Chinookans of the Lower Columbia River
This engraving by Richard W. Dodson was based on a sketch by Alfred T. Agate. Agate’s drawings, along with those of several other artists and scientists, illustrated Charles Wilkes’ multi-volume Narrative of the United States Exploring Expedition During the Years 1838, 1839, 1840, 1841, 1842, which was published for the general public in 1845.
The first U.S. government-sponsored maritime exploring expedition departed Norfolk, Virginia under the command of Lieutenant Charles Wilkes in August 1838. Comprised of six ships and more than 400 officers and seamen, the expedition spent four years completing a military and scientific survey of Antarctica, Australia, the South Pacific, California and the Pacific Northwest. The expedition visited the Pacific Northwest from May through August of 1841. During that time Alfred T. Agate, one of two official artists for the corps, completed the drawing of a Chinook lodge interior. Agate may have had access to a camera lucida, a portable optical instrument that assisted artists in producing drawings with greater accuracy.
The “Chinook” Indians in this engraving likely refers to the Chinook-proper, a Lower Chinookan group whose traditional territory was the north shore of the lower Columbia River estuary. The Chinook held a prominent place in Pacific Northwest during the pre-contact period (mid-1700s) and the early contact period (1780s-1830s). Their social and economic influence stemmed from a strategic geographic position at the mouth of the Columbia, which offered them a role as middlemen in aboriginal trade networks as well as the later maritime and overland fur trades. The scene depicted here illustrates distinctive aspects of Lower Chinookan society and culture in the early contact period. Like many Northwest Coast Native groups, the Lower Chinookans’ lived communally in monumental wooden structures. As riverine peoples, they relied on a salmon-based diet supplemented by wild game and fowl, local roots and plants, and additional goods gained through trade with regional Indian groups and in-coming Euro Americans.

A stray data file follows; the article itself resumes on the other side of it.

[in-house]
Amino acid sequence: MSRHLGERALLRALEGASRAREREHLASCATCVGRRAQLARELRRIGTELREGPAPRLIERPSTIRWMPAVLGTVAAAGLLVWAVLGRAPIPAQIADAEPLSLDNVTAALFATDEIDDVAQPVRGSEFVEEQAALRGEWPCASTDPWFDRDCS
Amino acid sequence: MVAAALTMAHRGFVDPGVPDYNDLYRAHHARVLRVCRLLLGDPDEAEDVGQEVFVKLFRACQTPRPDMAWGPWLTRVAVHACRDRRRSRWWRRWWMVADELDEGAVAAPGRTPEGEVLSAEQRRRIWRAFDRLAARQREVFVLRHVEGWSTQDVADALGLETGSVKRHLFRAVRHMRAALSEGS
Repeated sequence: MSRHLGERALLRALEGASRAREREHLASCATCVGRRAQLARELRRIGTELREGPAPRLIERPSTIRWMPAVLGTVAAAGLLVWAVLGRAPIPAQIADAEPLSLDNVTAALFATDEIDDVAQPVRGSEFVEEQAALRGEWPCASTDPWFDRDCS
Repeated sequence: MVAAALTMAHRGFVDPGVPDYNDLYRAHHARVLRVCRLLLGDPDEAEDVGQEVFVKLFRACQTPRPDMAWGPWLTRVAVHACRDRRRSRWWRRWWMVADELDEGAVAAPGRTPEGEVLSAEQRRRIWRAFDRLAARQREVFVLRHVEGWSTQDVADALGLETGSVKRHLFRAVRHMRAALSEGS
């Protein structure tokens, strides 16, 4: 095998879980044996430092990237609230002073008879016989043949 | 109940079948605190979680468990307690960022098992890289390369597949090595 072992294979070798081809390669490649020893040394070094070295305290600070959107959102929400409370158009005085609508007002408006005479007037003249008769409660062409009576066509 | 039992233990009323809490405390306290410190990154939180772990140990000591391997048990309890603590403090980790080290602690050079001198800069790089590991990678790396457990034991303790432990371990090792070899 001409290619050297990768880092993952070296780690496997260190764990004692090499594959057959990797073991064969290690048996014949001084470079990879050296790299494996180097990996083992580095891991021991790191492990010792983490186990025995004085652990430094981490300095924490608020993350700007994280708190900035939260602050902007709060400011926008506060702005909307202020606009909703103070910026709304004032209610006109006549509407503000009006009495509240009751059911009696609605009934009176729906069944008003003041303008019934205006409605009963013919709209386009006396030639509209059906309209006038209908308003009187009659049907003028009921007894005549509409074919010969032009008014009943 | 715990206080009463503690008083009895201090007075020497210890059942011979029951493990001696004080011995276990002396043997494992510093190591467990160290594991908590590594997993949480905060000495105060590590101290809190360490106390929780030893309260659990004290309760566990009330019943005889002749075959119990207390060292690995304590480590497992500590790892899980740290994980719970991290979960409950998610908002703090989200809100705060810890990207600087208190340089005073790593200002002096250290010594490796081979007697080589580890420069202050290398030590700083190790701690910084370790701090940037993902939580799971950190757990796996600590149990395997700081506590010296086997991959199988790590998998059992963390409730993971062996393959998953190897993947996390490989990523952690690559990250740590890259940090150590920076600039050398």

The engraving shows the interior of a Chinookan winter lodge. In the middle of the lodge is a sunken central hearth with a fire for warmth, cooking, and smoking fish and meats, and along the sides are elevated bed platforms where people slept and stored their food and personal items. These large structures, some of which measured more than 7,000 square feet, were once common along the Columbia River, the home of roughly 15,000 Chinookan-speaking people in 1805-1806, when Lewis and Clark made the first population estimate of Native peoples in present-day Oregon and Washington.
When whites first came to the region, there were dozens of Chinookan villages ranging from the The Dalles to the Pacific Ocean. Although more sedentary than many Native groups in the Northwest, Chinookans generally shifted village sites according to the season. Summer villages, established to take advantage of the area’s abundant fish life, were relatively temporary communities usually set up along the river. Winter villages, often located on tributaries set back from the Columbia, were more permanent.
The Chinookan peoples were devastated by waves of epidemic diseases beginning with smallpox in the 1770s. Scholars estimate that more than 90 percent of the Chinookan population was wiped out by these epidemics, the worst of which was a malaria outbreak in the 1830s. Beginning in the 1850s, many surviving members of Chinookan groups were removed to the Grand Ronde, Warm Springs, and Quinault Indian reservations.
Many modern place names in Oregon are based on local Chinookan group names, including Clackamas, Multnomah, Wasco, Cathlamet, and Clatsop.
Written by Melinda Jette and Cain Allen, Oregon Historical Society, 2003.
Silverstein, Michael. “Chinookans of the Lower Columbia.” In Handbook of North American Indians: Northwest Coast, edited by Wayne Suttles. Washington, D.C., 1990.
Ruby, Robert H., and John A. Brown. The Chinook Indians: Traders of the Lower Columbia River. Norman, Okla., 1976.
Henry, John Frazier. Early Maritime Artists of the Pacific Northwest Coast, 1741-1841. Seattle, Wash., 1984.
Stewart, Hilary. Cedar: Tree of Life to the Northwest Coast Indians. Seattle, Wash., 1984.
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This entry was last updated on March 17, 2018